Kawase Hasui – Kasuga Shrine, Nara

$1,400.00

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Additional information

Artist

Hasui, Kawase

Condition

(A) Very Fine Condition

Date

1940s-1950s

Edition

Lifetime

Movement

Shin-hanga

Publisher

Watanabe Shozaburo

Size

Oban (10"x15")

Subjects

Rain, Shrines / Temples / Castle

Kasuga Grand Shrine (春日大社, Kasuga-taisha) is a Shinto shrine in Nara. It is the shrine of the Fujiwara family, established in 768 CE and rebuilt several times over the centuries. The interior is famous for its many bronze lanterns, as well as the over three thousand stone lanterns that lead up the shrine. The path to Kasuga Shrine passes through a deer park; in the park, deer are able to roam freely and are believed to be sacred messengers of the Shinto gods that inhabit the shrine and surrounding mountainous terrain. The architectural style Kasuga-zukuri takes its name from Kasuga Shrine’s honden (sanctuary). Kasuga Shrine, and the Kasugayama Primeval Forest near it, are registered as a UNESCO World Heritage Site.

The Woodblock Print

This oban-sized woodblock is in very fine condition. Good color and impression, intact margins, and a clean verso. There is some tape residue at the top edge of the verso. Some margin toning from where there was matting. While there isn’t a publisher mark we can assume that it is a lifetime edition print, equivalent to having a 6mm publisher mark signifying lifetime edition.

About the Artist

Kawase Hasui (川瀬巴水, May 18 1883 – November 7 1957) was a prominent Japanese printmaker known for his striking depictions of Japanese landscapes. Born in Tokyo, Hasui showed an early aptitude for art and began studying at the Tokyo School of Fine Arts at the age of 19. It was during this time that he became interested in printmaking, particularly the traditional Japanese woodblock printing techniques that he would later become known for.

Hasui’s prints captured the beauty and tranquility of Japanese landscapes, often featuring snow-covered mountains, serene lakes, and peaceful villages. His early works were influenced by the ukiyo-e tradition of Japanese woodblock printing, but Hasui’s style soon evolved to become more realistic and impressionistic. He used a delicate color palette and a careful attention to detail to create prints that were both beautiful and evocative.

Hasui’s reputation as a master printmaker grew throughout the 1920s and 1930s, and his works were widely exhibited and collected both in Japan and abroad. He was particularly popular in the United States, where his prints were eagerly collected by American art lovers and helped to fuel a craze for Japanese art and design in the early 20th century.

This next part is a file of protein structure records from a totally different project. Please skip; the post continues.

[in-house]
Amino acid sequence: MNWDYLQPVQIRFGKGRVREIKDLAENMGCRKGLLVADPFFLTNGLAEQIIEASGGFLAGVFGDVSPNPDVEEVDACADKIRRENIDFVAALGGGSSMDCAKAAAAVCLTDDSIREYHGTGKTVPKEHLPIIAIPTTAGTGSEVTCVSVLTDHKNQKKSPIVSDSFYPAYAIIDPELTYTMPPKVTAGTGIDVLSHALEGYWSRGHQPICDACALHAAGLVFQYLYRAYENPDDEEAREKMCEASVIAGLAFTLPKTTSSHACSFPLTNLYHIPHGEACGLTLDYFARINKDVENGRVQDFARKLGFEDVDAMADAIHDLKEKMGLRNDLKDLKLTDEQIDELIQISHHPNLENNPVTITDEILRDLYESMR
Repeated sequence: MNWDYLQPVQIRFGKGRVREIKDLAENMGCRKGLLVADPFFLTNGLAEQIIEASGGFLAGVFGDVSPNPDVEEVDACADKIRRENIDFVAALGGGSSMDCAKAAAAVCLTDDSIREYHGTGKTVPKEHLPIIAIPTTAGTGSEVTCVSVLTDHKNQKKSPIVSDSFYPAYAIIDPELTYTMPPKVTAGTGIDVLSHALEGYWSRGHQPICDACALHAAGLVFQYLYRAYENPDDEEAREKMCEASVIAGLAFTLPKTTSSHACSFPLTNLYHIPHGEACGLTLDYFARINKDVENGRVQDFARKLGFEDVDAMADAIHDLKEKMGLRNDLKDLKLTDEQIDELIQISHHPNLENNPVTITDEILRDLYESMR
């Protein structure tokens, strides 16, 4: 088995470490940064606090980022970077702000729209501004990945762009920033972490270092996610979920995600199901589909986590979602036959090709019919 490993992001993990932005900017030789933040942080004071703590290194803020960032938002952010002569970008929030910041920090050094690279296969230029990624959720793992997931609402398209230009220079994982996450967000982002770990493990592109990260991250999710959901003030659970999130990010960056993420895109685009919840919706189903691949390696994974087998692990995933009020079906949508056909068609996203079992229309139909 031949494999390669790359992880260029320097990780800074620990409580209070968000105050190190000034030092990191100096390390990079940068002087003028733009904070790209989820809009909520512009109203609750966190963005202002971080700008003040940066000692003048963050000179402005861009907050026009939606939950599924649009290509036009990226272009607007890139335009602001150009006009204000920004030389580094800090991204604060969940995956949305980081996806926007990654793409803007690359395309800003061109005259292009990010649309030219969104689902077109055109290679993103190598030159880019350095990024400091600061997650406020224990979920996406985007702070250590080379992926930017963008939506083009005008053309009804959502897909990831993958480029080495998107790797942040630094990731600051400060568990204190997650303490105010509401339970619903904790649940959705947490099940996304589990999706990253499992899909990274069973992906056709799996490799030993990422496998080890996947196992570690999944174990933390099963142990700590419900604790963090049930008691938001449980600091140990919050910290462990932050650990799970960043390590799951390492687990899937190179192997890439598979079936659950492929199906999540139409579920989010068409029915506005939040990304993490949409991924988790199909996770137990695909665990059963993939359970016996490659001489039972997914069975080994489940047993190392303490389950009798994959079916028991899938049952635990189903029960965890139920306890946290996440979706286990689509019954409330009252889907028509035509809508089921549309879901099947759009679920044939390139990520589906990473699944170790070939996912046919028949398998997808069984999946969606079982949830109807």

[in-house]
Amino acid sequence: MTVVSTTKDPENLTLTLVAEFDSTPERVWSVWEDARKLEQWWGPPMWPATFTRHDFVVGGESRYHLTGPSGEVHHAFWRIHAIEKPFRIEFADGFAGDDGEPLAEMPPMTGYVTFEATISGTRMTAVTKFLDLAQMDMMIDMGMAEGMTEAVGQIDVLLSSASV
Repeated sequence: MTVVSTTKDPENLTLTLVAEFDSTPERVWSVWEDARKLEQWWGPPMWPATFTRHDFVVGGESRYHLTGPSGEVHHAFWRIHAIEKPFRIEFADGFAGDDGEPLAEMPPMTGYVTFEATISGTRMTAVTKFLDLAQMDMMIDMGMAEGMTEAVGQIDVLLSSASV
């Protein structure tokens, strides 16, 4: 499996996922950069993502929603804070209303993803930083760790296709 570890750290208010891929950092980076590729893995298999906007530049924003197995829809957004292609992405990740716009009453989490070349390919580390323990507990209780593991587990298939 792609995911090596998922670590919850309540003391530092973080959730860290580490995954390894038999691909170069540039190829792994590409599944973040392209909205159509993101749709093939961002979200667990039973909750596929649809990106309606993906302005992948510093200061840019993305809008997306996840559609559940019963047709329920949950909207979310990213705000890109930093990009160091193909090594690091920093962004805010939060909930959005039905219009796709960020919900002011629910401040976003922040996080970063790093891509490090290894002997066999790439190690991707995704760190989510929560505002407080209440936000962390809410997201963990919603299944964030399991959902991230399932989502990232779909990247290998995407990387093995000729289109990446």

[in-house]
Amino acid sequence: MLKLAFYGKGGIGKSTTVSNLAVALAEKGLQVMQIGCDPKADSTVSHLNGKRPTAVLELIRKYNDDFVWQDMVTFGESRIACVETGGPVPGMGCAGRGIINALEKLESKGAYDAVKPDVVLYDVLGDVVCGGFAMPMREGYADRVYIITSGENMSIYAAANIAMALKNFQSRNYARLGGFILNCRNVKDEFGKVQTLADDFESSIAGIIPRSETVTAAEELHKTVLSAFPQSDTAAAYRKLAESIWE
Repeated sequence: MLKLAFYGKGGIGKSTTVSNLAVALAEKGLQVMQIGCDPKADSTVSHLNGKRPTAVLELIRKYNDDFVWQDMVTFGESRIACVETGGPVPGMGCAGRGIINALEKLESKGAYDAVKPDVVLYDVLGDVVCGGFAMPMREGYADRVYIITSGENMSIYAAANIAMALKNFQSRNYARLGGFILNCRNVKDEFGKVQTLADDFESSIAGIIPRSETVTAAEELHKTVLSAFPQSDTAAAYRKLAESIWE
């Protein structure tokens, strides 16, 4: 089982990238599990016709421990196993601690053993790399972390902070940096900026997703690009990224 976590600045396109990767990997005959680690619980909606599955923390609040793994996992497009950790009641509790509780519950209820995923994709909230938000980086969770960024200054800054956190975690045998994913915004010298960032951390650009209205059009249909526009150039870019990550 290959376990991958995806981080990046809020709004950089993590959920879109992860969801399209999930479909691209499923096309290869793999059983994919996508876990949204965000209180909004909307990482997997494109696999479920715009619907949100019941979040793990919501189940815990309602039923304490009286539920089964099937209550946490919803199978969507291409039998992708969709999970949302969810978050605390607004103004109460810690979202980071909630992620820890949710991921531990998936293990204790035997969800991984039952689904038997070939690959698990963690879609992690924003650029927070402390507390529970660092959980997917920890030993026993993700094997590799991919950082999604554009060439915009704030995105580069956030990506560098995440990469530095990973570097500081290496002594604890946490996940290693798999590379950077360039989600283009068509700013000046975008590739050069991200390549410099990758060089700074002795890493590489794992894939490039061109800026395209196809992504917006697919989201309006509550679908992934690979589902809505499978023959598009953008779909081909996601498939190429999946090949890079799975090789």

During World War II, Hasui’s career was temporarily interrupted, as the Japanese government restricted the production of non-military artwork. However, after the war, he resumed his work as a printmaker, creating some of his most iconic works during this period, such as “Kegon Falls at Nikko” (1949) and “Evening Snow at Kanbara” (1951).

Hasui’s prints continue to be highly valued by collectors and art enthusiasts around the world. His works are celebrated for their exquisite beauty, technical mastery, and powerful evocation of the Japanese landscape. As art historian Kendall Brown notes, “Hasui was one of the great masters of Japanese landscape printmaking, and his works are among the most beautiful and evocative examples of the genre.

Sources:

  • Brown, Kendall H. Kawase Hasui: The Complete Woodblock Prints. Amsterdam: Hotei Publishing, 2003.
  • Merritt, Helen. Modern Japanese Woodblock Prints: The Early Years. University of Hawaii Press, 1990.
  • Smith, Lawrence. Modern Japanese Prints: 1912-1989. British Museum Press, 1994.
  • “Kawase Hasui.” The Complete Works of Kawase Hasui, vol. 1, Unsodo, 1979.
  • “Kawase Hasui.” Encyclopædia Britannica. Encyclopædia Britannica, Inc., n.d. Web. 09 May 2023.
  • “Kawase Hasui.” National Diet Library. Web. 09 May 2023.

The majority of Hasui prints are with Watanabe, but he also produced with Kawaguchi/Sakai and Doi Publishing.

Notes when buying: Hasui woodblocks were printed and reprinted both during his lifetime and post-mortem. When evaluating a Hasui woodblock, it is important to look carefully at the publisher seal, which will give a rough approximation for when the print in question was published, which can then be compared to when that print was originally published. Learn more about recognizing Watanabe-published editions here.